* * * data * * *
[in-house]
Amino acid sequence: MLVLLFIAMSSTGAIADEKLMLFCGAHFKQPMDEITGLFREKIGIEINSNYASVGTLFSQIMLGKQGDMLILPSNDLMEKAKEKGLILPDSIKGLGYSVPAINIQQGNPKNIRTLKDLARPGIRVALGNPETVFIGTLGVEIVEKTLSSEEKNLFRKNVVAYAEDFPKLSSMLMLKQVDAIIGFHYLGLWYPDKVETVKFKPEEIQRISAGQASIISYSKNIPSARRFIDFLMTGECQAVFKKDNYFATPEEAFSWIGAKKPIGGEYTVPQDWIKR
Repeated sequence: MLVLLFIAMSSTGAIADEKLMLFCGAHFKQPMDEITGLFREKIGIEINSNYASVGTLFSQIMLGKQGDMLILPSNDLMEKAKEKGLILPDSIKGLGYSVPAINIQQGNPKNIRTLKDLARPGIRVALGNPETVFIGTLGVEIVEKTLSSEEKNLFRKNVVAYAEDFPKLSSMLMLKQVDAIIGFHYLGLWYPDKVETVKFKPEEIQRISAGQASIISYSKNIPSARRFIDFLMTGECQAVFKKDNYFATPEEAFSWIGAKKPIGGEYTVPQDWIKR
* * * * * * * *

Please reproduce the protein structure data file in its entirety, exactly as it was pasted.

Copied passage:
[in-house]
Amino acid sequence: MLVLLFIAMSSTGAIADEKLMLFCGAHFKQPMDEITGLFREKIGIEINSNYASVGTLFSQIMLGKQGDMLILPSNDLMEKAKEKGLILPDSIKGLGYSVPAINIQQGNPKNIRTLKDLARPGIRVALGNPETVFIGTLGVEIVEKTLSSEEKNLFRKNVVAYAEDFPKLSSMLMLKQVDAIIGFHYLGLWYPDKVETVKFKPEEIQRISAGQASIISYSKNIPSARRFIDFLMTGECQAVFKKDNYFATPEEAFSWIGAKKPIGGEYTVPQDWIKR
Repeated sequence: MLVLLFIAMSSTGAIADEKLMLFCGAHFKQPMDEITGLFREKIGIEINSNYASVGTLFSQIMLGKQGDMLILPSNDLMEKAKEKGLILPDSIKGLGYSVPAINIQQGNPKNIRTLKDLARPGIRVALGNPETVFIGTLGVEIVEKTLSSEEKNLFRKNVVAYAEDFPKLSSMLMLKQVDAIIGFHYLGLWYPDKVETVKFKPEEIQRISAGQASIISYSKNIPSARRFIDFLMTGECQAVFKKDNYFATPEEAFSWIGAKKPIGGEYTVPQDWIKR